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1 An area on a display screen inside which part of an image or file is displayed. A windows system is a means of presenting users with views of the state of a number of separate processes, each carrying out a task. The user is able to initiate, monitor, and terminate processes, each process having an associated window. The window for each process is assigned to a specific area of the display and can be moved and often resized. It may overlap or be overlapped by the windows associated with other processes (i.e. more than one window can be displayed at once). As each process runs, it updates the contents of its window, and the user can direct input to the process by placing the cursor in the window and typing or otherwise generating input. This is of value where a user with a workstation is managing a number of different related activities.

The windows system was originally conceived at Rank Xerox and was first used commercially on the Apple Macintosh computer. It is now available on most types of computer. See also windows manager, Windows, X Windows.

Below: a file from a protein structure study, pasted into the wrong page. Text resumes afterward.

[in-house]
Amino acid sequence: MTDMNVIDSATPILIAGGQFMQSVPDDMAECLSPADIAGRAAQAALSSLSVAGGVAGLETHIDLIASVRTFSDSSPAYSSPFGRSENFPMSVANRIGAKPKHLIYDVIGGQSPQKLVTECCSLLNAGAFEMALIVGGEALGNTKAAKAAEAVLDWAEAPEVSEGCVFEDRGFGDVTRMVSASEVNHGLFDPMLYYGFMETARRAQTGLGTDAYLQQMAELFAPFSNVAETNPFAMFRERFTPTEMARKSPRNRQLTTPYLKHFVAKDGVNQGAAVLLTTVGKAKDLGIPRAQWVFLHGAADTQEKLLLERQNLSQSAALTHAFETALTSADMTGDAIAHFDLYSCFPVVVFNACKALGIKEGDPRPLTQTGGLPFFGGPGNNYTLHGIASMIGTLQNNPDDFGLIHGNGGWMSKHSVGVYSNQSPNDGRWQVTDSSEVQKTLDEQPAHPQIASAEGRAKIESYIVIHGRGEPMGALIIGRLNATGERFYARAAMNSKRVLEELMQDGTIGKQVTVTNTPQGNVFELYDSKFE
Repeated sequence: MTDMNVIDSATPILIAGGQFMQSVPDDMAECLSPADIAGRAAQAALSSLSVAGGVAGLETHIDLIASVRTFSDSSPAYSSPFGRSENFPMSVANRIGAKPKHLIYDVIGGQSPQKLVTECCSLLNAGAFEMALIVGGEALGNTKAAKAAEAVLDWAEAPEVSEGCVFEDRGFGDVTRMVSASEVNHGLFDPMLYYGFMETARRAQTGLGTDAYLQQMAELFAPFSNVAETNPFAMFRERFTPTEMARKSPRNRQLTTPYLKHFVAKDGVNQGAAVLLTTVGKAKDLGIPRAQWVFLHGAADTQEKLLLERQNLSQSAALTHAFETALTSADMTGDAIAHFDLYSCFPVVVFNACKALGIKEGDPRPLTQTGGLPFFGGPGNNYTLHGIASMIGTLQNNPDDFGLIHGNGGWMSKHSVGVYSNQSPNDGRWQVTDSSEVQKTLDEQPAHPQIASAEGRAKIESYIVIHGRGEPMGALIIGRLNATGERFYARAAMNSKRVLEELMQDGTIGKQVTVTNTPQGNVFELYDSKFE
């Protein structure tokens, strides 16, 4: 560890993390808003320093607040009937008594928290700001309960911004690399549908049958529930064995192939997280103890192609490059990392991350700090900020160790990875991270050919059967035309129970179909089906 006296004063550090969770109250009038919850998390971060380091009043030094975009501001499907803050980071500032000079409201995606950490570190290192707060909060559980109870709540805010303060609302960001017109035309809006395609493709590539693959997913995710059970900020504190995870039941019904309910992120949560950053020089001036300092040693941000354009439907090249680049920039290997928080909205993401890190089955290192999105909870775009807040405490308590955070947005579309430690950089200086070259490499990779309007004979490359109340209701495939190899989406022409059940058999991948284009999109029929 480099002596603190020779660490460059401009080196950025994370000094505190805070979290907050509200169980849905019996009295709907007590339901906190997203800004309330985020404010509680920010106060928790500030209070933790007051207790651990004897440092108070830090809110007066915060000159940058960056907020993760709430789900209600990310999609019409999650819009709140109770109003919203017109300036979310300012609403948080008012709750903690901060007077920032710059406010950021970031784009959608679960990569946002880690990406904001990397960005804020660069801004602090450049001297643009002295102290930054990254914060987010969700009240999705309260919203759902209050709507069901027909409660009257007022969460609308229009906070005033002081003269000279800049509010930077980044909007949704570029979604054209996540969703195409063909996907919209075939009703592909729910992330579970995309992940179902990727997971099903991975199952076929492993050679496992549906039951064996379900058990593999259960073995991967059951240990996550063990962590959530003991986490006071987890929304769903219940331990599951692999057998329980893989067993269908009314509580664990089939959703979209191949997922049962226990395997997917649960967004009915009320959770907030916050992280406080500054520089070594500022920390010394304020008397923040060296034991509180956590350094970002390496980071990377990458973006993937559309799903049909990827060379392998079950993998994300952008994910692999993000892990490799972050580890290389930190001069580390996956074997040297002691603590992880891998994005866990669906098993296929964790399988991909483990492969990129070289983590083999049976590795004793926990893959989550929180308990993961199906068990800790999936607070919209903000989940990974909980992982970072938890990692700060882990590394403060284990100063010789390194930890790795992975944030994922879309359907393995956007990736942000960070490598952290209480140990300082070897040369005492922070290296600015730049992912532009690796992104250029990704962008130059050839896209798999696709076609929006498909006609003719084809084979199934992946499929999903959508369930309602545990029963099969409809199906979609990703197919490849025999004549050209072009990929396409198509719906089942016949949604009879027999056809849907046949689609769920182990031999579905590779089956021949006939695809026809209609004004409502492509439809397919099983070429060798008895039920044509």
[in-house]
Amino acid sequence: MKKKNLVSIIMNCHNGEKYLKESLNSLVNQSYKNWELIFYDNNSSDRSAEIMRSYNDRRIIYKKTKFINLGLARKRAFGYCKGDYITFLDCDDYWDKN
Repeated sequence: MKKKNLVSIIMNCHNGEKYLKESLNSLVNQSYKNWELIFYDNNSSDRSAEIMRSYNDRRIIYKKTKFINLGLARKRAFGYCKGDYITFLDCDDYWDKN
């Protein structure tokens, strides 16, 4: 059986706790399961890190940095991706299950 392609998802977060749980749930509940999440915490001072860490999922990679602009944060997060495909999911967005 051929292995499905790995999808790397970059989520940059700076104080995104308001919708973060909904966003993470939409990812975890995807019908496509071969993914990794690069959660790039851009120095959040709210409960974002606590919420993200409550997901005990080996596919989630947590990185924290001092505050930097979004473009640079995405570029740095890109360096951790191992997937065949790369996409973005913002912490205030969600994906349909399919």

2 A source region in one coordinate system that is mapped into a destination region (called a viewport) by a window-to-viewport transformation. Both window and viewport are normally rectangular regions, consequently a window-to-viewport transformation consists of translation and scaling components only.

3 An allocation of messages, data units, or both, given by a receiver to a sender in a data communication protocol. It controls how much data the sender may transmit before it receives an acknowledgment from the receiver. The window is used for flow control by the receiver, to prevent the sender from transmitting more rapidly than the receiver can process. The window is also used for error management, by establishing the range of data that is unacknowledged and thus may need to be retransmitted. The selection of a proper window size is dependent upon the properties of the path between the sender and receiver: bandwidth, delay, and network congestion are important factors.

Subjects: Computing.

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